On the last full day I am to spend in the United States until December 19, 2013, I am a god. I have had two cups of coffee and am the lord of every pile of shit in my bedroom. I have raided my parents’ CD rack. I am experiencing a Shawn Colvin renaissance. A sickness has buried itself in my gut.
I am writing my last “Summer Musings” installation for the Viewpoints blog, but the time is getting away, and I don’t feel ready to promise much. There are peculiar positions in space that are harder to peer out of than others. Though I am still around to rustle around in it, the world is very quiet now that the poetry’s been had—now that the good-byes have been carried out and waved off on the train. The world went even quieter since the year began for all of you who might soon be holding an article like this one in a print version of the Maroon. Your pocket of the world is humming itself awake; mine is settling in to hibernate—although it strikes me suddenly that the opposite, for all I know, may also be true.
When I turned 20 a few days ago, I remarked only one thing: a visceral satisfaction at the symbolic stability of a decade for each leg. You can stand on 20 years. It is a childish way to think about growing up, and September is already a selfish month; it is the time when we all split again. It doesn’t help that it is also when I was born.
Two days later—or is it one?—my plane is 36,998 feet over Berlin. The flight is to Mumbai, and it is nearly empty. The Shawn Colvin renaissance has become a retrospective. One foot dancing, one foot nailed to the floor.
Travel is the experience of successive, transient brotherhoods. The old couple on the bus from Terminal 3 to Terminal 5 at Heathrow missed its connection to Kiev. The stylishly bored security personnel in Lane 16 are still flirting. The exasperated businessman who made frantic calls off the tarmac back at O’Hare has found his way to wherever it is he needs to be by now. He sat across from me, at the window, and he definitely missed his nine o’clock bus, but I’m sure he made the 9:45. He wasn’t very close to whomever he was talking to on the phone. He tried to chuckle good-naturedly after he said, “Glad to be on British soil!” but his voice sounded brittle, wrung dry.
I was worried I’d miss my connection, but I made it, and there are no more variables now. What has settled in during this 11th airborne hour is relief that the musing is over, and the little selfish circles run into the ground. The woman in my row has three daughters, and one of them is a history teacher at the same school she attended her entire life, a little school in a little Texas town. When I turned 20 a few days ago I remarked only one thing: a visceral satisfaction at the symbolic stability of a decade for each leg. When you are able to stand, you are able to walk. There is an intoxicating, numbing sense of immortality that sleeps at the heart of age, and even at the heart of obligation. There are no insecurities to be had about the passage into adulthood, or rather there is only one, and it is a false one. It happens when you forget to remember what it felt like to be powerless.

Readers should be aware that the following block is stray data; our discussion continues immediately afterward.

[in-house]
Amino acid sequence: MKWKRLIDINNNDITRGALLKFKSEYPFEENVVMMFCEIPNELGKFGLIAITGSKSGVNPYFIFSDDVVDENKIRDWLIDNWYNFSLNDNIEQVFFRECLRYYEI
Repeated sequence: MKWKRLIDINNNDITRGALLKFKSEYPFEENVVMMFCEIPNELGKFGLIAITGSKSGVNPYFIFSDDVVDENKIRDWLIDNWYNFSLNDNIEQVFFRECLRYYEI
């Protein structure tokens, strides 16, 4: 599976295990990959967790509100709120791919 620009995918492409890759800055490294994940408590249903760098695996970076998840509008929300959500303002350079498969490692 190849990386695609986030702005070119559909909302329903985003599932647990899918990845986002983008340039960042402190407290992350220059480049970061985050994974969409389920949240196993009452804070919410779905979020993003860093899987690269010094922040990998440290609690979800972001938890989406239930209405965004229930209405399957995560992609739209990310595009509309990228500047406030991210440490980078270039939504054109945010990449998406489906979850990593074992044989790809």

It is now the day after Gandhi’s birthday, and so the storefronts on Fergusson College Road have fanned out their racks of wares again. They are also closed for lunch, so it is easy to miss them. It is difficult here to find anything unadorned to buy—you might think that price and complexity would be positively correlated, but the cheapest items are always the marked ones, the distinctive ones. Though there are lots of stalls selling school supplies and books, finding a notebook along this road without a brightly colored image of a world landmark on the front is not easy, and I think I will start looking elsewhere tomorrow.
It is also not easy, when you have flown forward in time, to follow a straight trajectory back through the weeks of transit, to be able to trace to the moment when the change happened, or when the border was crossed into Afghanistan. There wasn’t much drama to the whole thing—it was gentle, a solid landing on two solid feet. Maybe I’ll understand better when I settle in some more. In the meantime, it’s all right. There are peculiar positions in space that are harder to peer out of than others. If you aren’t paying attention, you may not even notice that the city you saw half an hour before landing was Mumbai after all, and that the pilot, in order to come from the right direction, first went too far and then turned around.
Emma Thurber Stone is a third-year in the College majoring in anthropology and gender and sexuality studies.